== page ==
Cork City Council to stop using disposable coffee cups from next week
January 11th, 2017
Cork City Council is set to bring in a ban on the use of disposable single-use coffee cups in their offices.
Starting next week, disposable single-use beverage cups will no longer be available at the Council, with free reusable cups distributed to staff at Cork City Hall yesterday.
If a staff member forgets their keep cup, they will have to pay an extra 20 cent to use one of the ceramic cups also available in the Council’s canteen.
From next week, disposable single-use cups will no longer be available at Cork City Council. Staff being encouraged to use these environmentally friendly reusable cups instead #coffeecupban #Reuse #Recycle pic.twitter.com/CqGMG7vV0b
— Cork City Council (@corkcitycouncil) January 10, 2018
The move follows a decision by Meath County Council in 2015 to replace disposable cups used by staff with reusable versions. Staff were issued with one reusable cup and must pay for a replacement if they lose it.
According to the Council’s environmental officer, Bernadine Carry, the Reuse or Refrain policy has been a great success and helps keeps 60,000 disposable cups per year out of the waste stream.
Ms Carry told The Green News that despite expecting some teething problems with the scheme, staff have been “more than happy” to stick with their reusable cup.
“In 2016, we did a second campaign on the back of the success of the in-house campaign and distributed 1,250 reusable cups to the public though coffee shops, garage forecourts, and competitions,” she added.
Many potential solutions have been brought in by coffee chains in recent years such as disposable compostable cups, however, most require commercial composting to biodegrade and end up in landfill.
Last November, the Minister for the Environment, Denis Naughten, TD, said that the Government was looking at bringing in a 15 cent levy on disposable coffee cups in a bid to reduce the 2 million-odd disposable coffee cups that end up in landfill every year.
This figure is “scandalous” according to Cork City Council’s Chief Scientist, Mary Walsh, who added that the ban is the Council’s way of playing a part to “reduce our environmental footprint”.
“Cork City Council was spending €700 a month on disposable cups at its canteen and we have spent €3,500 buying 500 reusable cups for staff at City Hall,” she added.
“So we’ll see payback on that reusable cup investment in just five months. It’s a win-win for Cork City Council.”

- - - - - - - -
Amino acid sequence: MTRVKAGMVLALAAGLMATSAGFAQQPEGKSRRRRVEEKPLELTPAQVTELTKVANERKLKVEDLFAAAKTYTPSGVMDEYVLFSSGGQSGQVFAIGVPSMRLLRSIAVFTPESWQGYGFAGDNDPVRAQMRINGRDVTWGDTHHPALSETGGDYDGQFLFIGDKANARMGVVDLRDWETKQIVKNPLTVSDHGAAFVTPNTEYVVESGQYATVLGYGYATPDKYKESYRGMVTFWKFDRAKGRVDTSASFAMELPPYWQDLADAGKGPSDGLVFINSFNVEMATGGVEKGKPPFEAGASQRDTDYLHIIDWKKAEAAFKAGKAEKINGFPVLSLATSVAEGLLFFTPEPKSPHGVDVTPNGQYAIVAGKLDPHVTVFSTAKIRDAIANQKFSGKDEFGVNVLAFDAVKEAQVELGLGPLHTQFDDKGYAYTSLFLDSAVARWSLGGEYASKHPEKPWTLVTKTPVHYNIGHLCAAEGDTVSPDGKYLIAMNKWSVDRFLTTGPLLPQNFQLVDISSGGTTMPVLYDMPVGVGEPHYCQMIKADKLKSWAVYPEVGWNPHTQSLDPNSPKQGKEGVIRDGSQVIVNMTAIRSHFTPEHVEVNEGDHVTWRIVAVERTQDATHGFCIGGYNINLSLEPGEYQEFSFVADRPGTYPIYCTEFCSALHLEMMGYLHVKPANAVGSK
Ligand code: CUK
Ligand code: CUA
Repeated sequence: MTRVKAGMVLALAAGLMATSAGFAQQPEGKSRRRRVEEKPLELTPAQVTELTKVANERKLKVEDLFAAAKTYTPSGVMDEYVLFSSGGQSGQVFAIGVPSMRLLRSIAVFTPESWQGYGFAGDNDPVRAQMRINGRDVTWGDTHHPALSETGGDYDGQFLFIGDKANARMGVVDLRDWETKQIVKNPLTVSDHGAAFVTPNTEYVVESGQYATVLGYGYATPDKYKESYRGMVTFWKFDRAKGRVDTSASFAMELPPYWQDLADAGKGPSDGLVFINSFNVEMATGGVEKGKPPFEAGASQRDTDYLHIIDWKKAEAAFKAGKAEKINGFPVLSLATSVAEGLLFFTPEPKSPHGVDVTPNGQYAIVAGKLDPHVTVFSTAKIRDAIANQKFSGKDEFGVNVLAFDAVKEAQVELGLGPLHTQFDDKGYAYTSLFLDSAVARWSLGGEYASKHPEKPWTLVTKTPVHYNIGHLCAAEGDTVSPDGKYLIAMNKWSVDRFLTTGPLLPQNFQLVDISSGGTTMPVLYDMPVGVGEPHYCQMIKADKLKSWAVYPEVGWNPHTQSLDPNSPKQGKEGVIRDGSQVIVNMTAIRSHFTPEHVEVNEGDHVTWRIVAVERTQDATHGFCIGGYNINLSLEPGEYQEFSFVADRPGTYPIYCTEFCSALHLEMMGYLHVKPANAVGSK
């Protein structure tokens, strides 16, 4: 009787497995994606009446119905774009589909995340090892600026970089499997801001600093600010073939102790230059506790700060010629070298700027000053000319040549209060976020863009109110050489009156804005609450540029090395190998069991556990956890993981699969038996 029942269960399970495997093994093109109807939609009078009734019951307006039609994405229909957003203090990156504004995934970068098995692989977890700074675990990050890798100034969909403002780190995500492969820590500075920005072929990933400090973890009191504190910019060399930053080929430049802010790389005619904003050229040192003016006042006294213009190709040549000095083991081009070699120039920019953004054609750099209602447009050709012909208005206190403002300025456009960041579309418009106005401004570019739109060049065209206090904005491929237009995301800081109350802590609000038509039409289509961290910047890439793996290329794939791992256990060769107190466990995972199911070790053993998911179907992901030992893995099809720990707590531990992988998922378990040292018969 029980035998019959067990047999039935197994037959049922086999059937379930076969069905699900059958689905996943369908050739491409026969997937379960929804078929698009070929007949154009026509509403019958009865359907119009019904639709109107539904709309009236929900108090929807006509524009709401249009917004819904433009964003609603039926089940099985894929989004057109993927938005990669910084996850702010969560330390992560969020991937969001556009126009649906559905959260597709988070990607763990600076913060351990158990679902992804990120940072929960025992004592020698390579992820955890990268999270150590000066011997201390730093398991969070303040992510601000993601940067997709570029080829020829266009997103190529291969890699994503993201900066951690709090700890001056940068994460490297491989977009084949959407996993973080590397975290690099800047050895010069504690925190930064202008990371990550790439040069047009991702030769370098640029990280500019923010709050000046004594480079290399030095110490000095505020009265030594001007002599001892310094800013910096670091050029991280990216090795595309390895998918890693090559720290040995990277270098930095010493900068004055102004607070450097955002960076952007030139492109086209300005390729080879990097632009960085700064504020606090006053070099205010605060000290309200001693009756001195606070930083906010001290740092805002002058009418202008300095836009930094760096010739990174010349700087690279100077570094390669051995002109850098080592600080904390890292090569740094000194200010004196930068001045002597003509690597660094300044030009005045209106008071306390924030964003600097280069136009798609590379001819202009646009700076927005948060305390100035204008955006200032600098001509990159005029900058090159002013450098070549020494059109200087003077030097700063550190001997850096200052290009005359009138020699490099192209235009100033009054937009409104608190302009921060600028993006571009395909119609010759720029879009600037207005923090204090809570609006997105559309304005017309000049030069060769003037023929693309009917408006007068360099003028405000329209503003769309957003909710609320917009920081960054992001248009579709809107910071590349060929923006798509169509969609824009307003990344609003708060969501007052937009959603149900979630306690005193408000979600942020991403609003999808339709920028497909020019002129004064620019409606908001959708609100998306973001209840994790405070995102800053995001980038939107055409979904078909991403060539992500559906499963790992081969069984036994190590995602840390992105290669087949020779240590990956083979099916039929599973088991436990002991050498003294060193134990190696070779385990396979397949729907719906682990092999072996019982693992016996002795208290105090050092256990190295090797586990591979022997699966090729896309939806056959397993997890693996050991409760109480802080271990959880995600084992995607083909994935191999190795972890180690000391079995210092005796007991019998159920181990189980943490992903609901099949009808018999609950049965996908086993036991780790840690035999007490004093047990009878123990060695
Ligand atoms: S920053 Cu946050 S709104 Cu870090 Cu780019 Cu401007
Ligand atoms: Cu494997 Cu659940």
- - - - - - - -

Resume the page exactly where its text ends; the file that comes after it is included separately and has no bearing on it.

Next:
Your Cup Our Future
In November, Coffeeangel launched a new initiative to donate 20 cent from every cup of coffee served in a reusable KeepCup to Friends of the Earth Ireland to support local environmental initiatives.
Speaking at the time, Director of the specialty coffee chain, Caroline Sleiman, said that the move will also help the environment by reducing the number of single-use cups entering landfill.
“Whilst the challenges and changes required are immense, we wholeheartedly believe that through the power of small, personal initiatives we can help make a difference,” she added.
Waste Reduction Bill
The Green Party’s Waste Reduction Bill is set to come before the Oireachtas Environment Committee for pre-legislative scrutiny in the coming weeks.
Launched in June 2017, the Bill outlines plans for an outright ban on single-use non-recyclable plastics such as coffee cups and plastic cutlery by 2020.
The Bill, which the Government voted against last year, also seeks to introduce a deposit refund scheme on drinks containers and a deposit-return scheme for plastic bottles.
Green Party Senator Grace O’Sullivan called on the Government to rethink its position on the Bill and face up to the “massive challenge” of tackling plastic pollution.
“According to the UN, eight million tonnes of plastic leak into oceans each year,” the Waterford Senator added. “This is equivalent to dumping a truck of plastic into the sea every minute.”
The issue is set to be further complication by the recent decision to ban the importation of solid waste including plastic by China, where the vast majority of Ireland’s plastic waste currently ends up.
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